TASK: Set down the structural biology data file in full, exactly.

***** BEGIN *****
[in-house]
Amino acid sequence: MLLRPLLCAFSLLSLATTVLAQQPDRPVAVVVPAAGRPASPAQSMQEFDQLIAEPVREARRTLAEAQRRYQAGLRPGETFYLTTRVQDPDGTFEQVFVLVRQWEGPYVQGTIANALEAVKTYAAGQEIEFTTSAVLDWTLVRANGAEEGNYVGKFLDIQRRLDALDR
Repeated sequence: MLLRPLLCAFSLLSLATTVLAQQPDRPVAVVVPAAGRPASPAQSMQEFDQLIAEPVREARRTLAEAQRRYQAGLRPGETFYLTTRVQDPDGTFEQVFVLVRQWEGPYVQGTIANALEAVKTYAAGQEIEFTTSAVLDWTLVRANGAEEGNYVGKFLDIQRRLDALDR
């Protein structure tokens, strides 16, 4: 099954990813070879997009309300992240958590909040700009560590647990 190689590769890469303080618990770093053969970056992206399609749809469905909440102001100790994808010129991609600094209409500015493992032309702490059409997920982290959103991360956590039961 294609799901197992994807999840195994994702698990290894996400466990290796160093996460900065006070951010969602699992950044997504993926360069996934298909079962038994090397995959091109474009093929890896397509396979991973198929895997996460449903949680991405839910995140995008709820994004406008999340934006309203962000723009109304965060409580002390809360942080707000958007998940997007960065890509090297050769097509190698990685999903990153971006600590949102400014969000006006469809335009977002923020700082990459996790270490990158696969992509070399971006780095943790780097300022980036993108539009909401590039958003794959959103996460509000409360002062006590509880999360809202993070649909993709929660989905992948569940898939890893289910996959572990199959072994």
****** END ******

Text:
[in-house]
Amino acid sequence: MLLRPLLCAFSLLSLATTVLAQQPDRPVAVVVPAAGRPASPAQSMQEFDQLIAEPVREARRTLAEAQRRYQAGLRPGETFYLTTRVQDPDGTFEQVFVLVRQWEGPYVQGTIANALEAVKTYAAGQEIEFTTSAVLDWTLVRANGAEEGNYVGKFLDIQRRLDALDR
Repeated sequence: MLLRPLLCAFSLLSLATTVLAQQPDRPVAVVVPAAGRPASPAQSMQEFDQLIAEPVREARRTLAEAQRRYQAGLRPGETFYLTTRVQDPDGTFEQVFVLVRQWEGPYVQGTIANALEAVKTYAAGQEIEFTTSAVLDWTLVRANGAEEGNYVGKFLDIQRRLDALDR
């Protein structure tokens, strides 16, 4: 099954990813070879997009309300992240958590909040700009560590647990 190689590769890469303080618990770093053969970056992206399609749809469905909440102001100790994808010129991609600094209409500015493992032309702490059409997920982290959103991360956590039961 294609799901197992994807999840195994994702698990290894996400466990290796160093996460900065006070951010969602699992950044997504993926360069996934298909079962038994090397995959091109474009093929890896397509396979991973198929895997996460449903949680991405839910995140995008709820994004406008999340934006309203962000723009109304965060409580002390809360942080707000958007998940997007960065890509090297050769097509190698990685999903990153971006600590949102400014969000006006469809335009977002923020700082990459996790270490990158696969992509070399971006780095943790780097300022980036993108539009909401590039958003794959959103996460509000409360002062006590509880999360809202993070649909993709929660989905992948569940898939890893289910996959572990199959072994």